The Smurfs are little blue creatures that live in mushroom houses in a forest inhabited mainly by their own kind. The smurfs average daily routine is attempting to avoid Gargomel, an evil man who wants to kill our little blue friends.
The desert in the U.S. southwest is the natural habitat of the Road Runner, a high-octane, cartoon bird who runs so fast on the desert's roadways that he leaves a trail of flame or causes ... See full summary »
The Pink Panther is a heroic, moral cartoon cat with pink fur and the manners of an English aristocrat. He only becomes flustered or angry at obtuse or offensive humans who try to disrupt ... See full summary »
Sylvester Cat is a lisping, inept, and often loud-mouthed cartoon alley cat with a penchant for chasing elusive mice and a weakness for various types of fowl, especially an innocent-looking... See full summary »
Bumbling Inspector Gadget battles the forces of M.A.D. with the aid of the various gadgets he has on his person: pop-up rollerskates, extensible arms, a helicopter-hat, etc. Despite the arsenal at his disposal (which is just as likely to misfire as work properly), Gadget never seems to be able to catch Dr. Claw, the mastermind behind M.A.D. Quite often, in fact, any success that Gadget might have is often caused by his niece Penny and her dog, who Gadget consistently fails to recognize as working incognito on the case. Written by
Murray Chapman <firstname.lastname@example.org>
Before it was reworked a bit for the official series, the Pilot first aired as a special on December 4, 1982 on all five Field Communications stations: WFLD-TV Chicago, KBHK-TV San Francisco, WKBD-TV Detroit, WLVI-TV Boston and WKBS-TV Philadelphia. See more »
The title sequence has Inspector Gadget receive a mission from his Chief and go on a mission (with help from Brain and Penny), and finally catch Dr Claw... who turns out to be a decoy with a bomb. The bomb explodes and the title falls down, with an upside-down Gadget forming the I. See more »
Recently I finished watching every episode of the original "Inspector Gadget" episode. It's kind of crazy considering I didn't even like the show as a kid.
The main reason for the differences because how I perceive Gadget as a kid as an adult is that when I saw it as a kid, I didn't know who Don Adams was. Becoming acquainted with "Get Smart", I learned what a genius Don Adams was and this gave a lot more credibility to Gadget as Don Adams voiced him. "Inspector Gadget" has long been considered a spiritual successor to "Get Smart". It helps that Gadget said "sorry about that, chief" on a few occasions and even said "would you believe..." once or twice.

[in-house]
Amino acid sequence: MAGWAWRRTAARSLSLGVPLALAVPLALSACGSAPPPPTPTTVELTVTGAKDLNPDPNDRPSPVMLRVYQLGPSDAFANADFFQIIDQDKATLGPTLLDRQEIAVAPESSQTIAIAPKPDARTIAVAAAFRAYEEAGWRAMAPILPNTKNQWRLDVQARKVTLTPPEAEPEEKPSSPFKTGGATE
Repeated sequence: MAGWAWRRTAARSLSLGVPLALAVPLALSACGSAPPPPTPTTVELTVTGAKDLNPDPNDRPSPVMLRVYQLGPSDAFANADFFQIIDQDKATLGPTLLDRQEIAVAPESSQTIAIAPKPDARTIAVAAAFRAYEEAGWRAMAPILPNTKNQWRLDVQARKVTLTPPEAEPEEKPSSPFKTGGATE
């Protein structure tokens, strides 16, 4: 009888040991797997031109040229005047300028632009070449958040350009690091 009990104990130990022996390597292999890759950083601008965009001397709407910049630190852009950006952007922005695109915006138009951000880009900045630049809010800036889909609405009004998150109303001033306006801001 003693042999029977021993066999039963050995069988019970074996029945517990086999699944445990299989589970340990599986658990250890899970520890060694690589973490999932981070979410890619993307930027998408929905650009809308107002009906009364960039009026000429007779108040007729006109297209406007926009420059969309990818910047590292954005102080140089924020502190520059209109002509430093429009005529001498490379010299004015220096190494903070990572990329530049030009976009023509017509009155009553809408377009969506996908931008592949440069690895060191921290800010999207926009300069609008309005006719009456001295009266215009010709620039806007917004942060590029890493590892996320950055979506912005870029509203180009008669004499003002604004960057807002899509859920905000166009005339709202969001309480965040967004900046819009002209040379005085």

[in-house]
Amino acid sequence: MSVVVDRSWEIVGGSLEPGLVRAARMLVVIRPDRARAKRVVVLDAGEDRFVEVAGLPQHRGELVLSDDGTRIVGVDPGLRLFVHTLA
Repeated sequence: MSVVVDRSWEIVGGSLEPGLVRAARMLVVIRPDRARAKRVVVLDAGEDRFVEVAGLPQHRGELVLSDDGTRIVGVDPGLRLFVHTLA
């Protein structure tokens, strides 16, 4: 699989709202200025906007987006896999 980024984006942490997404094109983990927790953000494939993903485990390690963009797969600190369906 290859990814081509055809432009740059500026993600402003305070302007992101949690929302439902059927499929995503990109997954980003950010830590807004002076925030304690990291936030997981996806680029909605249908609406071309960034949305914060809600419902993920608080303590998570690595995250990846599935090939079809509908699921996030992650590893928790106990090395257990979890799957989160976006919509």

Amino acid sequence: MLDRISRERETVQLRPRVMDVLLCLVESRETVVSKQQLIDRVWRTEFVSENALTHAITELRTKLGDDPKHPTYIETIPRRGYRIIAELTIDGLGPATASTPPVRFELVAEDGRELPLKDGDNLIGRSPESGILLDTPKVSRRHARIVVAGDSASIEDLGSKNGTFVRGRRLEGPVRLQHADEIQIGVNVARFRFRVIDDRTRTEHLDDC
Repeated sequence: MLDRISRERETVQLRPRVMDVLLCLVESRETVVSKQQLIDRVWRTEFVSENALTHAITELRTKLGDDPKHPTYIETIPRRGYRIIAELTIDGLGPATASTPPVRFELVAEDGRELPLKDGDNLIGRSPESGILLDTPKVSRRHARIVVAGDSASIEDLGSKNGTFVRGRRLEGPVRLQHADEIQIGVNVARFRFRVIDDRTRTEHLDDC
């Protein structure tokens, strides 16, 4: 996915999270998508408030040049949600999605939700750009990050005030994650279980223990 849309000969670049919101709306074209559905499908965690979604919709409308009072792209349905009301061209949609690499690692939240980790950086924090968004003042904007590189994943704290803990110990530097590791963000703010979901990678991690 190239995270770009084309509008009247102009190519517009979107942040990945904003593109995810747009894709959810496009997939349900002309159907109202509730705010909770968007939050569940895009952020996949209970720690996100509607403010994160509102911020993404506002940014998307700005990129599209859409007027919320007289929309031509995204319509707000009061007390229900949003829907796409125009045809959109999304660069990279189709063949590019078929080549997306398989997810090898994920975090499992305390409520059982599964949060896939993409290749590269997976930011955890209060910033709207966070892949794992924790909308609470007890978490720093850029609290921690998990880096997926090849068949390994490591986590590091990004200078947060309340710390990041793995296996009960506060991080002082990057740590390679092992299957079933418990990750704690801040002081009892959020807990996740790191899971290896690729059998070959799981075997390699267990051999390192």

"Inspector Gadget" is one of those shows that has a set formula for what happens in each episode but it's so entertaining in action and comedy that even after 86 episodes it didn't seem stale. No matter what happens, you'll still be laughing at Gadget and cheering on his niece Penny & dog Brain as they're the real ones who save the day. You'll probably laugh at the self-destructing messages harming Chief Quimby but I always felt sorry for him.
Of course you can't talk about "Inspector Gadget" without its awesome villain. Dr. Claw is always entertainingly evil (he perhaps gets his name from Get Smart's villain "The Claw"). I never get tired of hearing him threatening his underlings. His pet/punching bag, Mad Cat is also very entertaining, especially when he does random stuff like mimicking Dr. Claw's fish- shaking or tying Dr. Claw's hand to his chair for no reason.
While the show was always good, it declined a bit in the second season. It seemed a tad lazy to use the same chief henchman in 3 separate episodes after all Season 1 episode used a different chief henchman. I was disappointed that they did less travel episodes and keep most of Season 2 in Metro City. The less said about Corporal Capeman the better. DIC thought he's be a welcome addition and they were wrong.
One good thing I can say about season 2 is they had good parodies of movies like Ghostbusters, Gremlins, The Godfather and Arsenic & Lace. It's good to see Frank Welker & Maurice Lamarche working on the same show 1 year before they began voicing Egon & Ray in "The Real Ghostbusters".
DIC was no match for Nicktoons or Disney Afternoon but they still made some dang good cartoons.
2 of 2 people found this review helpful.
Was this review helpful to you?
| Report this